Motorcycle maintenance is far more than checking the oil once a month and maybe looking at the tires once they start squealing. Polishing a fender or cleaning a rim is a portal to concepts of mortality.
Operating and maintaining a motorcycle is much more like an airplane than a car or truck. Car or truck drivers seldom think of their oil or coolant levels. Infrequently the tires are checked for wear and typically lights are ignored until a police officer issues a ticket.
With a motorcycle, as with an airplane, it is different. Low oil can cause a motor to seize up, in a matter of moments. Tires with insufficient air pressure or excessive wear can be a catastrophe waiting to happen. Lights are SO important. A single missing tail light on many motorcycles, means they are virtually invisible at night.
On vehicles such as these, the little things are vitally, if not mortally important. A loose brake caliper can mean near instant death to a motorcyclist. To a pilot, a broken brake caliper can throw the plane into a ground loop or even cause the entire landing gear to separate from the craft at touchdown or take-off.
Preparing to take a bike out on a ride is much more than turning the key and hopping on. It is like a plane's preflight check. Turning signals; lights; front brake; rear brake; throttle; clutch; tires; oil; brake fluid; gas; chain; and constantly checking for loose items. If any of these are not operating correctly or within tolerance, they can easily be the direct or indirect cause of death.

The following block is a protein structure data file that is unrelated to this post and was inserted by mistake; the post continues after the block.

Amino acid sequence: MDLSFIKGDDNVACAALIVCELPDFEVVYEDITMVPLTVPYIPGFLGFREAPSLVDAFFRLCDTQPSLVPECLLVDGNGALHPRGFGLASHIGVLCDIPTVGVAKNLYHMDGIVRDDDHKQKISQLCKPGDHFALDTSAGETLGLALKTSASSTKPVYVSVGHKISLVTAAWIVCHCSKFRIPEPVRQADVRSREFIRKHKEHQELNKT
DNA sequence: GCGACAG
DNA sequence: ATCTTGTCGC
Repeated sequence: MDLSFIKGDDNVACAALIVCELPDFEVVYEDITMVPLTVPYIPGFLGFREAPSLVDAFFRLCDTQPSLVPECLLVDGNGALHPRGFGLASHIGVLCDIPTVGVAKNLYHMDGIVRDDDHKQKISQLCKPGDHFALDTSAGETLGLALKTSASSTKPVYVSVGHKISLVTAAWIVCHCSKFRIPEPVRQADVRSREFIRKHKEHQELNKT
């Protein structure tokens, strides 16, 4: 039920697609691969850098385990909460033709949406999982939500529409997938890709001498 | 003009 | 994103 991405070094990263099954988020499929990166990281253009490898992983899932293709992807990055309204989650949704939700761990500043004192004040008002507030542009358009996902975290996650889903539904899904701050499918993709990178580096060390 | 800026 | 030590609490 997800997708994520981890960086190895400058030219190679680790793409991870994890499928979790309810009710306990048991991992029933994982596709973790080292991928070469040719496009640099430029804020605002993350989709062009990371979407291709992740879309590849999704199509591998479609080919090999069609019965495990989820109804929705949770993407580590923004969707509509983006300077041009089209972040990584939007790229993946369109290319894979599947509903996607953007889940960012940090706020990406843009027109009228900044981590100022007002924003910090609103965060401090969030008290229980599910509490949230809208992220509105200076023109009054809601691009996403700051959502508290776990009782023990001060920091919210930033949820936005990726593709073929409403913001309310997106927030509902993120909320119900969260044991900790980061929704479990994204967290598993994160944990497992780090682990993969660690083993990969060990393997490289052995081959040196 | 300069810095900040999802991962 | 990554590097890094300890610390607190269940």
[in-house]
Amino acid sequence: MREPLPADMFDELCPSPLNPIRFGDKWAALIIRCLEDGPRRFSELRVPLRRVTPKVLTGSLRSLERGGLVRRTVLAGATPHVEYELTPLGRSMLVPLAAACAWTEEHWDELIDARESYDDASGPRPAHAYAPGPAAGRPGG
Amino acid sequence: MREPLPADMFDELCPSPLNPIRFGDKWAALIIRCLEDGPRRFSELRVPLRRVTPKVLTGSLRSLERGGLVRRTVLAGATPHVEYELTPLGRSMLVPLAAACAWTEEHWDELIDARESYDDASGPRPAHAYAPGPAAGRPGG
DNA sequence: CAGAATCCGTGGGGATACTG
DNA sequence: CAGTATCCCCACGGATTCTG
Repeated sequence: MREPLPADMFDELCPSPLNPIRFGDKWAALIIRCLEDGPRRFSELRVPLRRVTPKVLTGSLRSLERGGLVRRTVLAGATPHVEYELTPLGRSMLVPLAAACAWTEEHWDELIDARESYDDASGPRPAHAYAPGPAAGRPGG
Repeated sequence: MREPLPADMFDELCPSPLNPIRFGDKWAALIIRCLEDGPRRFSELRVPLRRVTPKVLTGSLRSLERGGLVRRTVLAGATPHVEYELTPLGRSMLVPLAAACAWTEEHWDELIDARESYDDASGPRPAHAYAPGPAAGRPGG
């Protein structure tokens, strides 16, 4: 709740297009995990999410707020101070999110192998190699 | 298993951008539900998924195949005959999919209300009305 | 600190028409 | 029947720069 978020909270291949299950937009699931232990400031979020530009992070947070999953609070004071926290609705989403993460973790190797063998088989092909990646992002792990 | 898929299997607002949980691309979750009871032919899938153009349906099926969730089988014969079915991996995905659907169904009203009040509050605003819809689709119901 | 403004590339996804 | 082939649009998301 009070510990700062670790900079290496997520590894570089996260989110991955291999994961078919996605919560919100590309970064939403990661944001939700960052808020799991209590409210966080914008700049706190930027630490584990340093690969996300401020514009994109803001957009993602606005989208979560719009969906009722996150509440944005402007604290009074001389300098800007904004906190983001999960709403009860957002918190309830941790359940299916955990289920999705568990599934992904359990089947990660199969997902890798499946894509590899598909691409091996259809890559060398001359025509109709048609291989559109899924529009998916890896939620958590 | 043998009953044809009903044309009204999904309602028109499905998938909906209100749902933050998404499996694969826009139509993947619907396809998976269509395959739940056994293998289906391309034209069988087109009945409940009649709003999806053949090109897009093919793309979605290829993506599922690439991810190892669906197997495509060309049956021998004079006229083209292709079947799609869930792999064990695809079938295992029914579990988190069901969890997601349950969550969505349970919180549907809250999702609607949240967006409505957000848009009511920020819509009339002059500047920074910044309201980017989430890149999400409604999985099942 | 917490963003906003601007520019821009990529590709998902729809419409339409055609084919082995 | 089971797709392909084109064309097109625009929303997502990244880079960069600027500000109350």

Polishing the fenders and forks and suspension and gas tank provides ample time to think of these things.
I have never been one to buy things because they are “new and shiny.” I typically prefer function over form when it comes to my vehicles. This is an interesting case.
The bike's sharpness, the shiny suppleness of the rubber hoses and cables and fenders, are simply not for show. They are functional. Part of a bike's purpose is to draw attention. This is not for some self aggrandizing reason; simply an important purpose. Shiny and bright -equals- more noticeable and less likely a car driver will fail to see it.
I can't help but think of these things as I carefully ensure the hoses are clean and check for loose bolts and connectors and cables. And while thinking of physical mortality for a while; I think of emotional mortality and of my friends who were shiny and brilliant and caring and protected my emotional mortality.
The next time you see a red motorcycle being ridden by a guy with long hair, please pause. If you are my friend, and it is I on that bike, be prepared for a hug or twelve. Life is too short for one to not show a friend their thanks and appreciation.
Day 2 of Boondocking at the Hugo SWA
5 hours ago